Attorney’s who need to market their practice online are always looking for the best results on a budget. Just like bigger law firms that have more pedigree, some law firms have a habit of trusting the biggest law firm marketing companies without analyzing their results and methods. As you’re about to learn, that might not always be the best decision.
This article was put together with the help of attorneys who have worked with Findlaw and former FindLaw employees.
Whether you’re an existing Findlaw customer, or you’re thinking about becoming one, you need to know about the experiences we have all had working with the company.
A Little Bit of Background on Findlaw
Findlaw, a Thompson Reuters company has been around for many years offering complete marketing services for their clients. Over the past 8 years I have worked directly with many attorney clients who have retained Findlaw at one point or another for their internet marketing campaigns. During this time I have heard the good, the bad, and the ugly.
First Off: Are Everyone’s Experiences with Findlaw Bad?
Of course not and this is for several reasons. First and foremost, their SEO product still continues to work in some areas and in different ways. I spoke with an attorney who used to be based out of New Jersey last week that told me he thought he did fine with Findlaw, but when he moved his practice and learned he didn’t own any of his website content, he got a little angry.
On the other side of the coin, I am regularly asked by attorney’s if they should sue Findlaw. I’m not an attorney, so this question always catches me off guard. In my opinion more people just need to be educated on what you’re getting for your money when you sign up with any SEO company whether it be Findlaw or any other. Now let’s look at the top three areas of complaints we hear from current and past FindLaw clients.
1) FindLaw Contracts
If you ever need to fall asleep I recommend you read the Findlaw Master Services Agreement here. It’s not super long or super boring (although some might find it that way). The problem for me is their internal terminology which causes a lot of unnecessary confusion.
Just a few weeks ago a client we’re working with escalated their lack of performance with intent to cancel to an area manager. This particular client was very clear to include that the services were not working for him as promised. The response from the Findlaw Rep was a bit astounding and included: “We both know how successful this program has been for you in XXXXXXXXX. When we started together your goal was to increase your XXXXXXX, which we did.” – Findlaw Manager
If you ever need to cancel a contract with Findlaw I suggest you check out the Findlaw Jailbreak Guide which can be downloaded here.
What Does Your Contract Include?
Another problem with FindLaw contracts has been ambiguity. According to a former Findlaw Employee who worked in the web marketing division, “be aware of what you are paying them for each month – ask them specifically what they are doing each and every month, again if they say it’s proprietary – red flag.” (Former Findlaw Employee).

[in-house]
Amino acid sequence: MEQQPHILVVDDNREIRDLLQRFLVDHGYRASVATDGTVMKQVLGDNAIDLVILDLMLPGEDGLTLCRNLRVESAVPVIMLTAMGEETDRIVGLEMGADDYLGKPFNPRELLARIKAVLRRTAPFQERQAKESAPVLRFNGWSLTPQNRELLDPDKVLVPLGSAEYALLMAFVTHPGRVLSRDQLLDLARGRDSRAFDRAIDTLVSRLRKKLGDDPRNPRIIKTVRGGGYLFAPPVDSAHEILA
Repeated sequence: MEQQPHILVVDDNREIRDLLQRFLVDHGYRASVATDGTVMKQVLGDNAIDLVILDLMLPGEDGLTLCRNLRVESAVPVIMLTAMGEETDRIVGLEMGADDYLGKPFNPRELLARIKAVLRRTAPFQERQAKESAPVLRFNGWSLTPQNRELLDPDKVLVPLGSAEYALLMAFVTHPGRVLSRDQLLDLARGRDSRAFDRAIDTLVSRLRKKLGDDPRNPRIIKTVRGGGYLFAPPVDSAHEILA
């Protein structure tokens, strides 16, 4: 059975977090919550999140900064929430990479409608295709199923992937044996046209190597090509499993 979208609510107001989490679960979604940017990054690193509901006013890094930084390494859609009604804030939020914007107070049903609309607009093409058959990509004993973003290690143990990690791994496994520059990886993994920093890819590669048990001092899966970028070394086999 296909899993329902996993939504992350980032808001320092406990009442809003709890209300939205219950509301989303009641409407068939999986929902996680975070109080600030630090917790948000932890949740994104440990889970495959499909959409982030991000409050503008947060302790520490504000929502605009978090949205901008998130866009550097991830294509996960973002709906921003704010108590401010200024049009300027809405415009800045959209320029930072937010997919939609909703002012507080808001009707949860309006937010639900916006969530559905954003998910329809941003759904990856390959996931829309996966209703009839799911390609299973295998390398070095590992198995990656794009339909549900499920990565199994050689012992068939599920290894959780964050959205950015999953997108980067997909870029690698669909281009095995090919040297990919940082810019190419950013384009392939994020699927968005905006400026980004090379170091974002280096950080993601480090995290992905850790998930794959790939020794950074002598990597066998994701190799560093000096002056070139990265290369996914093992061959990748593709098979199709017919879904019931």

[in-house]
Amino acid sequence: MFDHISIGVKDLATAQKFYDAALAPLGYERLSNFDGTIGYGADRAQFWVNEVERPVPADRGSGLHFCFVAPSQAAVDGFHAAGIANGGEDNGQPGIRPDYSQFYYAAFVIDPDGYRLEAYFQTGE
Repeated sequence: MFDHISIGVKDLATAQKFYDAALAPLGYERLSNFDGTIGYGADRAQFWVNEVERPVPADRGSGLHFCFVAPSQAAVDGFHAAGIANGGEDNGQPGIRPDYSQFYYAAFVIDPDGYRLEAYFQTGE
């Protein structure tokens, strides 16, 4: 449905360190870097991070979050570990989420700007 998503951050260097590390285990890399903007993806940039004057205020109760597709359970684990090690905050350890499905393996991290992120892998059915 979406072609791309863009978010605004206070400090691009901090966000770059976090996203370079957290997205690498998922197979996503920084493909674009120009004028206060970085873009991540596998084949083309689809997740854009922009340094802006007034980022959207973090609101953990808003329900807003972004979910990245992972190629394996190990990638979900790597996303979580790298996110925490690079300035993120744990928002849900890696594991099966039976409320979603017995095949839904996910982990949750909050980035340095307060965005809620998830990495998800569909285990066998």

2) Sales Issues
There are some shocking accusations from former employees of Findlaw. You can read their comments openly on Glassdoor.com like the one below.
“Sales people are Pretty out-of-control, they seem to really look after their own pockets versus the client. The attitude is “lawyers have money who cares”, that seems to be a universal attitude across the company, and every writer I meet seems to be pretty angry and frustrated” (Glassdoor.com public review)
3) Ownership Issues
I have put these in a question and answer format so you can know what to ask. Whether you’re working with a huge company like Findlaw or a smaller SEO company the questions are the same. You need to have a firm understanding of what you own and what you lease. Personally I would not recommend a marketing company where any of these questions come back with a “no” answer.
Do you own your domain name?
Thankfully I have been seeing this one less recently. Your domain name is your www.com name that your website visitors will type into their web browser. In some cases we have found that Findlaw and other companies have held these hostage and not given control over easily. Make sure you own your domain name. You should be easily able to transfer your domain name to a service like Network Solutions or Godaddy and retrain control of it.
Do you own your website design?
Typically when you hire a website designer you purchase the design she creates. It’s built on a common content management system (which we’ll talk about next) and you can take it with you wherever you go. Findlaw has a tendency to lease your website to you. This means if you stop paying it can disappear and you can’t move it. If it’s a newer website it should also be mobile friendly.
On a Findlaw agreement this is typically listed as the FirmSite monthly charge. You should also check your agreement for firm site mobile as it’s generally itemized differently.
Just this week I spoke with a FindLaw representative that informed me that their client did not own the site. Her response was
“No, he does not own the design. He would have to purchase an EUI to take the design.” – FindLaw Representative on 12/29/14